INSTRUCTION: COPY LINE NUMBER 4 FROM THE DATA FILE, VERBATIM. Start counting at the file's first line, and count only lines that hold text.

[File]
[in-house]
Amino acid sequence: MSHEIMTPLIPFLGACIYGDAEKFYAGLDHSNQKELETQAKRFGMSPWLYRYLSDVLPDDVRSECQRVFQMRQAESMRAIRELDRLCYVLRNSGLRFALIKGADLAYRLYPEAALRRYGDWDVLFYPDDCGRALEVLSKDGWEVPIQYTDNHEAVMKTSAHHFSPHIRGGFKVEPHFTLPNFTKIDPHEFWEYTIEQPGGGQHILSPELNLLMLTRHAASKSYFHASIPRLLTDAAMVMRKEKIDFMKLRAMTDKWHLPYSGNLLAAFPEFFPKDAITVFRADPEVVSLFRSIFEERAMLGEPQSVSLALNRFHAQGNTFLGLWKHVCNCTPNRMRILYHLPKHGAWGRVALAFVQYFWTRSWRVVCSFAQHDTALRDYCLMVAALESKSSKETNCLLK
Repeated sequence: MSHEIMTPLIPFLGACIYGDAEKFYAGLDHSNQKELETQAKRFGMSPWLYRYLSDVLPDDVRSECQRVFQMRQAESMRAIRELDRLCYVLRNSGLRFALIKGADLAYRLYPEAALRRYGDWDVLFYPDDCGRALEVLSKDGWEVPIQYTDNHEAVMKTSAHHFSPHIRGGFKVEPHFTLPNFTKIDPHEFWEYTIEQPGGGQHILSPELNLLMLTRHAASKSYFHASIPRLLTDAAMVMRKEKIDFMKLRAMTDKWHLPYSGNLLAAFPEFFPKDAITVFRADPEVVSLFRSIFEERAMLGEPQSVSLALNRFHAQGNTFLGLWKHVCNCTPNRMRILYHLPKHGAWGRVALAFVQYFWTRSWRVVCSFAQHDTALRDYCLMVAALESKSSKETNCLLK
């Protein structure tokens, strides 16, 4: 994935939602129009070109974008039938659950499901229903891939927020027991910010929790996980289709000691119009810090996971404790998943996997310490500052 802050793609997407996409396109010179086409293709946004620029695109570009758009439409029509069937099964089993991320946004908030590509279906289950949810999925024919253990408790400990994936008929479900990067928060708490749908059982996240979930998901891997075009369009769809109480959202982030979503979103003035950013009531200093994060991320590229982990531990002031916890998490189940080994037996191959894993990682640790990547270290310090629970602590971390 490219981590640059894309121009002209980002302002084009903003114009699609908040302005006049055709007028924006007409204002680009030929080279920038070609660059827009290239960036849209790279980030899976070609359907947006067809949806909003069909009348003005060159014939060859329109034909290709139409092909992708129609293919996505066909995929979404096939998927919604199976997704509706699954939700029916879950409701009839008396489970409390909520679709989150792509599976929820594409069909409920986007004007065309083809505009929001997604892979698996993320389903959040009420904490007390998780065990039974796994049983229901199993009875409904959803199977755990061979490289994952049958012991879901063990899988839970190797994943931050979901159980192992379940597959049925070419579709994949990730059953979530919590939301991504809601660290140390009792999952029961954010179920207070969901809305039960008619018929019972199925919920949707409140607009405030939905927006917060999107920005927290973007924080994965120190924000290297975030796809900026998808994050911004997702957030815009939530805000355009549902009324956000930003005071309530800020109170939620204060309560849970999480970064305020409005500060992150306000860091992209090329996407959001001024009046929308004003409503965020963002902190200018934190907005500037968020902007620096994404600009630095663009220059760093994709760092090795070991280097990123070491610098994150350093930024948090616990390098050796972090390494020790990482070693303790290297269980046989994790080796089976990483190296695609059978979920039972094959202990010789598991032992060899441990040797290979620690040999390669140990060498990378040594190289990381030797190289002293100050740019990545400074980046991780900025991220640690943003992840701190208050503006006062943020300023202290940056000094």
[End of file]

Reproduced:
């Protein structure tokens, strides 16, 4: 994935939602129009070109974008039938659950499901229903891939927020027991910010929790996980289709000691119009810090996971404790998943996997310490500052 802050793609997407996409396109010179086409293709946004620029695109570009758009439409029509069937099964089993991320946004908030590509279906289950949810999925024919253990408790400990994936008929479900990067928060708490749908059982996240979930998901891997075009369009769809109480959202982030979503979103003035950013009531200093994060991320590229982990531990002031916890998490189940080994037996191959894993990682640790990547270290310090629970602590971390 490219981590640059894309121009002209980002302002084009903003114009699609908040302005006049055709007028924006007409204002680009030929080279920038070609660059827009290239960036849209790279980030899976070609359907947006067809949806909003069909009348003005060159014939060859329109034909290709139409092909992708129609293919996505066909995929979404096939998927919604199976997704509706699954939700029916879950409701009839008396489970409390909520679709989150792509599976929820594409069909409920986007004007065309083809505009929001997604892979698996993320389903959040009420904490007390998780065990039974796994049983229901199993009875409904959803199977755990061979490289994952049958012991879901063990899988839970190797994943931050979901159980192992379940597959049925070419579709994949990730059953979530919590939301991504809601660290140390009792999952029961954010179920207070969901809305039960008619018929019972199925919920949707409140607009405030939905927006917060999107920005927290973007924080994965120190924000290297975030796809900026998808994050911004997702957030815009939530805000355009549902009324956000930003005071309530800020109170939620204060309560849970999480970064305020409005500060992150306000860091992209090329996407959001001024009046929308004003409503965020963002902190200018934190907005500037968020902007620096994404600009630095663009220059760093994709760092090795070991280097990123070491610098994150350093930024948090616990390098050796972090390494020790990482070693303790290297269980046989994790080796089976990483190296695609059978979920039972094959202990010789598991032992060899441990040797290979620690040999390669140990060498990378040594190289990381030797190289002293100050740019990545400074980046991780900025991220640690943003992840701190208050503006006062943020300023202290940056000094």